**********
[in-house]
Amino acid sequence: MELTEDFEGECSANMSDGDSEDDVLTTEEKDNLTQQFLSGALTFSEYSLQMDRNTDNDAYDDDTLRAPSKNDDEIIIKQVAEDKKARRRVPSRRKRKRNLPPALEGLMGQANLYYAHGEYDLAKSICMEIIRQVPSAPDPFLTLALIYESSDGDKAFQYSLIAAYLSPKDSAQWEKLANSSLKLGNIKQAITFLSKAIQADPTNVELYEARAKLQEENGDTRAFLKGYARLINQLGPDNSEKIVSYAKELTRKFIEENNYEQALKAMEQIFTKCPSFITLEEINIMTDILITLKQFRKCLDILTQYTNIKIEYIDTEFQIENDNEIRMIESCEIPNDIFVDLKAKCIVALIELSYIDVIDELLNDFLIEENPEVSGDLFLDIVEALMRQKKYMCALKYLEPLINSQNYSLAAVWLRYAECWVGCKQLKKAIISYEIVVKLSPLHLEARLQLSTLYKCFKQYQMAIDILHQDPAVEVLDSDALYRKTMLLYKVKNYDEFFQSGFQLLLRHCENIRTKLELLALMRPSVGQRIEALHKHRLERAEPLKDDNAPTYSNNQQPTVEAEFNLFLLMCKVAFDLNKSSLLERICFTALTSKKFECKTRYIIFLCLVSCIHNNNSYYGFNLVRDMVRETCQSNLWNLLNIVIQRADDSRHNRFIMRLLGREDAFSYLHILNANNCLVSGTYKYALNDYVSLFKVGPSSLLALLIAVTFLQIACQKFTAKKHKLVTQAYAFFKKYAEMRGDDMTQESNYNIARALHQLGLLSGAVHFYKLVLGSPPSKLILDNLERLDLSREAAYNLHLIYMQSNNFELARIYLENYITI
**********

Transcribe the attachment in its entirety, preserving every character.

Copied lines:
[in-house]
Amino acid sequence: MELTEDFEGECSANMSDGDSEDDVLTTEEKDNLTQQFLSGALTFSEYSLQMDRNTDNDAYDDDTLRAPSKNDDEIIIKQVAEDKKARRRVPSRRKRKRNLPPALEGLMGQANLYYAHGEYDLAKSICMEIIRQVPSAPDPFLTLALIYESSDGDKAFQYSLIAAYLSPKDSAQWEKLANSSLKLGNIKQAITFLSKAIQADPTNVELYEARAKLQEENGDTRAFLKGYARLINQLGPDNSEKIVSYAKELTRKFIEENNYEQALKAMEQIFTKCPSFITLEEINIMTDILITLKQFRKCLDILTQYTNIKIEYIDTEFQIENDNEIRMIESCEIPNDIFVDLKAKCIVALIELSYIDVIDELLNDFLIEENPEVSGDLFLDIVEALMRQKKYMCALKYLEPLINSQNYSLAAVWLRYAECWVGCKQLKKAIISYEIVVKLSPLHLEARLQLSTLYKCFKQYQMAIDILHQDPAVEVLDSDALYRKTMLLYKVKNYDEFFQSGFQLLLRHCENIRTKLELLALMRPSVGQRIEALHKHRLERAEPLKDDNAPTYSNNQQPTVEAEFNLFLLMCKVAFDLNKSSLLERICFTALTSKKFECKTRYIIFLCLVSCIHNNNSYYGFNLVRDMVRETCQSNLWNLLNIVIQRADDSRHNRFIMRLLGREDAFSYLHILNANNCLVSGTYKYALNDYVSLFKVGPSSLLALLIAVTFLQIACQKFTAKKHKLVTQAYAFFKKYAEMRGDDMTQESNYNIARALHQLGLLSGAVHFYKLVLGSPPSKLILDNLERLDLSREAAYNLHLIYMQSNNFELARIYLENYITI